Ultimately, dirty evaporator coils could cause enough extra strain on the system that the AC unit could break down and stop working long before its expected lifespan. 

Steps to Cleaning AC Evaporator Coils 

The most basic way to keep evaporator coils clean is to make sure your AC unit has clean air filters installed. The air filters will capture most of the tiny debris that could cause trouble for your system.4 Though regular cleaning will still be necessary, the coils will be much cleaner if the air filter is cleaned and replaced when needed. 

Although you could have a professional HVAC technician take care of this cleaning process for you, here’s a quick guide for the DIY die-hards:

  1. Turn off the air conditioner at the thermostat.
  2. Wear protective goggles to keep dust, pet hair and other particles from getting into your eyes as you clean.
  3. Locate the access panel that allows you to see the evaporator coils (refer to your AC owners manual if you’re not sure where this is) and remove the screws holding it in place. Put them in a jar or somewhere safe so you don’t lose any. 
  4. Start by using a soft brush to clear away dust and buildup.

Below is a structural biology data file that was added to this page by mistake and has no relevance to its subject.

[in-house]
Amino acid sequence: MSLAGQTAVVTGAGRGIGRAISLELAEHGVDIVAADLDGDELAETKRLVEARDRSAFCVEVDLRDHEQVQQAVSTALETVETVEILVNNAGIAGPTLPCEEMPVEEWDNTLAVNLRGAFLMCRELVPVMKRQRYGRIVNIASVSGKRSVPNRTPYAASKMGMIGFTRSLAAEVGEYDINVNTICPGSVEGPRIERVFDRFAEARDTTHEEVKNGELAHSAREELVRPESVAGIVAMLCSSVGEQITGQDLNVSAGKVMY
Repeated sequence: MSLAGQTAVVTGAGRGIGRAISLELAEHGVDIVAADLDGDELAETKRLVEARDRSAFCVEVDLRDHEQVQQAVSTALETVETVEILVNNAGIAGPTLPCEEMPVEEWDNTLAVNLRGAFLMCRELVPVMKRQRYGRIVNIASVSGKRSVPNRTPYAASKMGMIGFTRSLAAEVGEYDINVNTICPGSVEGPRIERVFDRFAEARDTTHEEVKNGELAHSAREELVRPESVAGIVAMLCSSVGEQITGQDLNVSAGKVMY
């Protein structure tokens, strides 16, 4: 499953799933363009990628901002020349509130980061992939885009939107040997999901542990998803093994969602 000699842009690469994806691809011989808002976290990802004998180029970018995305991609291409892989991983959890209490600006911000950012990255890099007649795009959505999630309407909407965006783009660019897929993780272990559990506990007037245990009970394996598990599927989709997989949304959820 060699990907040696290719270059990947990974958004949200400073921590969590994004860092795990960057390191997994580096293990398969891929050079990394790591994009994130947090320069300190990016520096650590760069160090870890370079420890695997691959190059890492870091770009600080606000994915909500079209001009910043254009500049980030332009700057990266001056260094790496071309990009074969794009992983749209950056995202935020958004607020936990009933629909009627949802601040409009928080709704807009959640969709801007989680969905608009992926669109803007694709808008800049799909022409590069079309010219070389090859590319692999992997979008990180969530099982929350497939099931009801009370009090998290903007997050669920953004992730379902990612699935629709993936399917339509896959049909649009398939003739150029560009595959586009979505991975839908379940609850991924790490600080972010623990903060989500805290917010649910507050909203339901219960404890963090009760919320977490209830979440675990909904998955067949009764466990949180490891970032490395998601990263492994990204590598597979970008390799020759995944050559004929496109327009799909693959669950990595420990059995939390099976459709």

5. For removing finer pieces of debris, use a soft cloth to wipe it clean.
  6. Use a can of compressed air or an air compressor if there are stubborn particles, or if you simply want to ensure a thorough cleaning. Apply the compressed air evenly across the coils at a 90-degree angle.
  7. In addition to these methods, or separately, you can also apply a self-rinsing foam designed precisely for this cleaning process to the evaporator coils. Make sure you get a brand that is used specifically for cleaning AC evaporator coils and that it’s safe to use on plastic components.5

That’s it! You can do some or all of these steps every three months, or even as often as every month if you want a really efficient system. 

What happens if you go through the cleaning process yourself, but you’re still not happy with the results? Do the coils still look a little dirty? Is there no noticeable difference in your energy bill or in how your AC system is running? You might need to call an HVAC technician to do a professional cleaning job. 

Even if you are happy with the results of your self-cleaning job, it’s a good idea to have a professional perform annual maintenance anyway. Not only can they do a thorough job shining the coils up, but they can also spot any other issues early on so that they can be corrected.  

The technician will typically:

  1. Replace air filters 
  2. Clean the coils 
  3. Check for leaks in the refrigerant inside the evaporator coils 
  4. Address any other issues with the coils that could turn into bigger problems down the road6

Interested in other ways to save on energy bills? Read this article on why your electricity bill might be high and how to fix it.

 

Endnotes

1-4 https://georgebrazilhvac.com/blog/what-is-a-central-air-conditioner-evaporator-coil
5 https://www.sobieskiinc.com/blog/step-step-guide-cleaning-ac-evaporator-coils
6
 https://www.energystar.gov/index.cfm?c=heat_cool.pr_maintenance